Each year that we’ve been here we learn more about the Bronze and Iron Age inhabitants of Down Farm. We’ve found their settlement and identified the enclosure ditch flanking the western edge. We’ve found pieces of their pottery and their flints. Tantalizing clues have emerged as to the animals they kept and what the people were eating. There’s still a lot of work to do though. Our postholes show no sign of abating and appear to continue off to the north, east and west of our current excavation areas. Supported by the geophysical survey conducted last week, this gives us possible areas for future investigation.

Group photoGroup photo

We’d like to thank everyone who has dug with us this year for their hard work, patience and enthusiasm. We’d also like to thank Martin Green for welcoming us onto his farm and for his support, tours and demonstrations throughout the fortnight. Thanks are also due to the two cake-making Margarets, to Rob and to Cindy who have brought us gifts of food.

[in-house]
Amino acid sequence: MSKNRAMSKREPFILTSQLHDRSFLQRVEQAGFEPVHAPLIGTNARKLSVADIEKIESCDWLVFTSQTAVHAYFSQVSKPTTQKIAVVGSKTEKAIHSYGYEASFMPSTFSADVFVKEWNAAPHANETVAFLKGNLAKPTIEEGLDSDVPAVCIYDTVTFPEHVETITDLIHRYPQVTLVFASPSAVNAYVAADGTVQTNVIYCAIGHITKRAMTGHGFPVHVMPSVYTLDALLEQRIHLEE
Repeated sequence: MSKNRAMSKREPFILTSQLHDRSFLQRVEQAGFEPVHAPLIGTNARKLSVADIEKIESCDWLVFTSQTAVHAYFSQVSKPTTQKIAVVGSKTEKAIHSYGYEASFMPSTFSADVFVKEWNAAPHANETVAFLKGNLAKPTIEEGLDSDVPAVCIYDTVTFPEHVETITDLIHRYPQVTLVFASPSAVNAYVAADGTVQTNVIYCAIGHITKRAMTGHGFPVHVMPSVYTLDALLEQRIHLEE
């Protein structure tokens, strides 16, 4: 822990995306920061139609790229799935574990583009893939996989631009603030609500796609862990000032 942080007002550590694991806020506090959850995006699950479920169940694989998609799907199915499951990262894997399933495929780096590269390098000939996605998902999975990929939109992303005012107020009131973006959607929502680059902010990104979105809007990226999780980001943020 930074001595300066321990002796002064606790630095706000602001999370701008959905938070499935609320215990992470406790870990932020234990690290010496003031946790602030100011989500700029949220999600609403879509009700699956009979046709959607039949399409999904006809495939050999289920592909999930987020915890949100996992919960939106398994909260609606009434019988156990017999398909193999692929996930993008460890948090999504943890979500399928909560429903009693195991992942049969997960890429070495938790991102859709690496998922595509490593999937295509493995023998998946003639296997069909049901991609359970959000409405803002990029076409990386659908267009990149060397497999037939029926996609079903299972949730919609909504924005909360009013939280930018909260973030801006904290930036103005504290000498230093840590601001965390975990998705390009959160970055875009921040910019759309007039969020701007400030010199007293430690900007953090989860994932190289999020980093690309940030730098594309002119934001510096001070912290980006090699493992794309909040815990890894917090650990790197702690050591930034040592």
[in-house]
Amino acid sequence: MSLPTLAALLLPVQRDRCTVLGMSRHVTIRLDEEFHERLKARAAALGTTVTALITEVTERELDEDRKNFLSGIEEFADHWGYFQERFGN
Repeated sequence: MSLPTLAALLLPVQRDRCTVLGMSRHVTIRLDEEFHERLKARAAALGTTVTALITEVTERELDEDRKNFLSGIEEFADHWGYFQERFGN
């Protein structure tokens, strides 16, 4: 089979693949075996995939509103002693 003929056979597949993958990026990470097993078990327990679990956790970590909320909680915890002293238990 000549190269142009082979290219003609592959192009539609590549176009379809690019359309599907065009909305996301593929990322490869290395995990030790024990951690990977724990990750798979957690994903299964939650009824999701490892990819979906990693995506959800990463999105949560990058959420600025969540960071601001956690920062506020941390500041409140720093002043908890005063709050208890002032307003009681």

Practical Archaeology Course 2007 - Day 9

Today was the only day of the dig dedicated entirely to excavation… and excavate we did!

Mud was disappearing fast as the digging and recording of postholes continued at Down Farm. Fuelled again mid-morning by cakes generously brought in by friend of the dig Margaret, we kept up a good pace of work. Indeed by the end of the day our excavators were so efficient that they hardly needed our guidance and training any more – excellent progress!

Hard at work digging on siteHard at work digging on site

Today was our most prolific day in terms of finds. Several nice sherds of pottery were recovered from a post hole to the south of our excavation area and two struck flint flakes came out of the second half of the posthole with the chalk packing which was mentioned on Tuesday.

The most intriguing find has to be half of the lower jaw bone of a sheep found by one of our excavators in what we believed to be another post hole.

The sheep jawboneThe sheep jawbone

But why is this bone here? Was it placed for ceremonial reasons? Or was it simply being discarded like rubbish into a handy hole? Or is this actually a pit dug especially to hold rubbish from the surrounding structures? Certainly something for us to think about as our excavator continues to dig the feature on Friday.

This afternoon was probably the warmest of the dig so far and with the chalk reflecting the heat it’s fair to say that we were scorching! Despite this we had more visitors including Rob, one of last week’s diggers, who came back bearing gifts of cake – thank you!